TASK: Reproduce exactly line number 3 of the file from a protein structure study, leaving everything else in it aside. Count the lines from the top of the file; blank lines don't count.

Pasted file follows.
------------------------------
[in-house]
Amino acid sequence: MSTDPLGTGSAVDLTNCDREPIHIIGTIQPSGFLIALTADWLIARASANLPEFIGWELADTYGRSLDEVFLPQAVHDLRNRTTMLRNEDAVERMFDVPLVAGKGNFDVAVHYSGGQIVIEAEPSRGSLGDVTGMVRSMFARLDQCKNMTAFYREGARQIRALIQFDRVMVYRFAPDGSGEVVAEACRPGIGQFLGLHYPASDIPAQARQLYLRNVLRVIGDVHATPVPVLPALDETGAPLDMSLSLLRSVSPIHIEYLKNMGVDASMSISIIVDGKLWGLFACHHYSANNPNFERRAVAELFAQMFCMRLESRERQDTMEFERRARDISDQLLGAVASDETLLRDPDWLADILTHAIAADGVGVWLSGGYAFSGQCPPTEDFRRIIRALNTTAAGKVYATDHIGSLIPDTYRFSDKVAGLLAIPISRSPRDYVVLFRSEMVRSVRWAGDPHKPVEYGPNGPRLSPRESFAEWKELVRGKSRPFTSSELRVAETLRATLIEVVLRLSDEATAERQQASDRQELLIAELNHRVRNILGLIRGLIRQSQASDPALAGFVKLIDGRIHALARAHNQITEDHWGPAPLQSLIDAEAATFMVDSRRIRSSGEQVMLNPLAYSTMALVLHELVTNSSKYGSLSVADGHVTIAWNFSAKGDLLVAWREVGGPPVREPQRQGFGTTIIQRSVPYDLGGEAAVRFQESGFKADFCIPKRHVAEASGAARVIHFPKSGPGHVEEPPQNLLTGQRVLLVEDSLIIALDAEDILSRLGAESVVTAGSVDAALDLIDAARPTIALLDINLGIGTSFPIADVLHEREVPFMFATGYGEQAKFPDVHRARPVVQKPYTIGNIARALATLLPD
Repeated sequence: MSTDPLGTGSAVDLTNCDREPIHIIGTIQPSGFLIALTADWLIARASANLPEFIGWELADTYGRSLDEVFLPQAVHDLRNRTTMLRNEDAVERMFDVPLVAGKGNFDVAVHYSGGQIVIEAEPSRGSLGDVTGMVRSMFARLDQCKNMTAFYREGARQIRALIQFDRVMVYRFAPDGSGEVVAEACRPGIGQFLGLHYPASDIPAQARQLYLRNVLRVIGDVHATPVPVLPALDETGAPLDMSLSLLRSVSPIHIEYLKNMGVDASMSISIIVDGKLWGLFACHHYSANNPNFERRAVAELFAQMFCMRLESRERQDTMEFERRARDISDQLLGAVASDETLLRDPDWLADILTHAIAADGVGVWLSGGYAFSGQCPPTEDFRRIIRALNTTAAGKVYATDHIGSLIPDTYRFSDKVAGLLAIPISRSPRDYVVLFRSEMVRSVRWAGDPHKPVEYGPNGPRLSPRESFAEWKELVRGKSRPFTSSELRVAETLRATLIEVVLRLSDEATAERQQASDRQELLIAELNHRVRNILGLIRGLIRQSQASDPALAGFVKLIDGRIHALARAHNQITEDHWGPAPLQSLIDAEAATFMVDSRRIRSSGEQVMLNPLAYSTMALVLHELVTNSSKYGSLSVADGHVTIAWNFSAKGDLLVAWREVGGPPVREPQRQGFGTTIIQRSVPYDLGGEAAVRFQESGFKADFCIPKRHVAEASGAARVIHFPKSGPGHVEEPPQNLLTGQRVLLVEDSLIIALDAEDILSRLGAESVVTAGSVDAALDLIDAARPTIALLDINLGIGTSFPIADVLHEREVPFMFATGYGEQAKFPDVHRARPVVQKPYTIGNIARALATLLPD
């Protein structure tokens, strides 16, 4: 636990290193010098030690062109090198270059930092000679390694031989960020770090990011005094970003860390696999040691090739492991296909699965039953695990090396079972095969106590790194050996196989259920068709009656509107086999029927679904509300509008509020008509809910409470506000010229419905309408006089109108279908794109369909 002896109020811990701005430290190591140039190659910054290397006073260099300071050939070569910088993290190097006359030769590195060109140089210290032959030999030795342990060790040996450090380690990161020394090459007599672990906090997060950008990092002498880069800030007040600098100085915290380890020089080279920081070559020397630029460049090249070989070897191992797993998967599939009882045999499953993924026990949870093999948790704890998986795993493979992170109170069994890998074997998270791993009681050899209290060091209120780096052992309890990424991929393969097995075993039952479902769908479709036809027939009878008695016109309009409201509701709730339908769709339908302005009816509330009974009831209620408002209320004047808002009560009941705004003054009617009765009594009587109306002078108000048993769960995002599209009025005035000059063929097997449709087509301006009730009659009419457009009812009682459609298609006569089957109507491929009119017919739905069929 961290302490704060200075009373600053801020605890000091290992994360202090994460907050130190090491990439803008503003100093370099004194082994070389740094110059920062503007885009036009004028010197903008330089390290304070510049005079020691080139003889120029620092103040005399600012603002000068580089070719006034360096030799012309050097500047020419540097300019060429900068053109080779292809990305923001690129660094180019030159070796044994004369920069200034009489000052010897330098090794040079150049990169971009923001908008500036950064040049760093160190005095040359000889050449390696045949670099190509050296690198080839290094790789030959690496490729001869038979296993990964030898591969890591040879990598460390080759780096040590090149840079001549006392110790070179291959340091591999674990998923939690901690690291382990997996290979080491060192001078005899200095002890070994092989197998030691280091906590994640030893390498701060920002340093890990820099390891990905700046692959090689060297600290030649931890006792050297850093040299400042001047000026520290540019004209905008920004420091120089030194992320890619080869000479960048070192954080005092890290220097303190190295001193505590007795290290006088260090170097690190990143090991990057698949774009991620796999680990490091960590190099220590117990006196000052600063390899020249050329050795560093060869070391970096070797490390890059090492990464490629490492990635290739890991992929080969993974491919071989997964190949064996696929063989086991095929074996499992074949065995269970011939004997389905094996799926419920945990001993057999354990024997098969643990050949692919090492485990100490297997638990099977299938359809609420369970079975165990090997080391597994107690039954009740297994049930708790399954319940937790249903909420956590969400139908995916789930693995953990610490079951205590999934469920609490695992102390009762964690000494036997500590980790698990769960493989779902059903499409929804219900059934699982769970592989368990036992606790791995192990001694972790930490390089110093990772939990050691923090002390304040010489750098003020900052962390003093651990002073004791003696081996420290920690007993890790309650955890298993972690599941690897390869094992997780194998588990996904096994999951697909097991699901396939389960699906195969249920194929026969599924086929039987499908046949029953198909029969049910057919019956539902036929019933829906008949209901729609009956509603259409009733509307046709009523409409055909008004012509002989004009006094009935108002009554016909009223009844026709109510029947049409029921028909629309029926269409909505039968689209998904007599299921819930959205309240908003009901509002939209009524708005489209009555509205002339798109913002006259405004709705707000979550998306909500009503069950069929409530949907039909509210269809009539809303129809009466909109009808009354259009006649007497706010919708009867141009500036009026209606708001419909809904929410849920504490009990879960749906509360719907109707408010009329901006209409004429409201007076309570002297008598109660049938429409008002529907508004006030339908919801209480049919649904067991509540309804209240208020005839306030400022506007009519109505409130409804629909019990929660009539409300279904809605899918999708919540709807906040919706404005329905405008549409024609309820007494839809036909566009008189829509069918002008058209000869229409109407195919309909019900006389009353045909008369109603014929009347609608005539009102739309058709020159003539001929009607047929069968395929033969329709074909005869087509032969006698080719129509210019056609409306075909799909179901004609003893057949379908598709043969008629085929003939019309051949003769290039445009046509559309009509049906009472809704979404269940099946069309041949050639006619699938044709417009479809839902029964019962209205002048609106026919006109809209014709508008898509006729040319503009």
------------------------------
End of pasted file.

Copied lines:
Repeated sequence: MSTDPLGTGSAVDLTNCDREPIHIIGTIQPSGFLIALTADWLIARASANLPEFIGWELADTYGRSLDEVFLPQAVHDLRNRTTMLRNEDAVERMFDVPLVAGKGNFDVAVHYSGGQIVIEAEPSRGSLGDVTGMVRSMFARLDQCKNMTAFYREGARQIRALIQFDRVMVYRFAPDGSGEVVAEACRPGIGQFLGLHYPASDIPAQARQLYLRNVLRVIGDVHATPVPVLPALDETGAPLDMSLSLLRSVSPIHIEYLKNMGVDASMSISIIVDGKLWGLFACHHYSANNPNFERRAVAELFAQMFCMRLESRERQDTMEFERRARDISDQLLGAVASDETLLRDPDWLADILTHAIAADGVGVWLSGGYAFSGQCPPTEDFRRIIRALNTTAAGKVYATDHIGSLIPDTYRFSDKVAGLLAIPISRSPRDYVVLFRSEMVRSVRWAGDPHKPVEYGPNGPRLSPRESFAEWKELVRGKSRPFTSSELRVAETLRATLIEVVLRLSDEATAERQQASDRQELLIAELNHRVRNILGLIRGLIRQSQASDPALAGFVKLIDGRIHALARAHNQITEDHWGPAPLQSLIDAEAATFMVDSRRIRSSGEQVMLNPLAYSTMALVLHELVTNSSKYGSLSVADGHVTIAWNFSAKGDLLVAWREVGGPPVREPQRQGFGTTIIQRSVPYDLGGEAAVRFQESGFKADFCIPKRHVAEASGAARVIHFPKSGPGHVEEPPQNLLTGQRVLLVEDSLIIALDAEDILSRLGAESVVTAGSVDAALDLIDAARPTIALLDINLGIGTSFPIADVLHEREVPFMFATGYGEQAKFPDVHRARPVVQKPYTIGNIARALATLLPD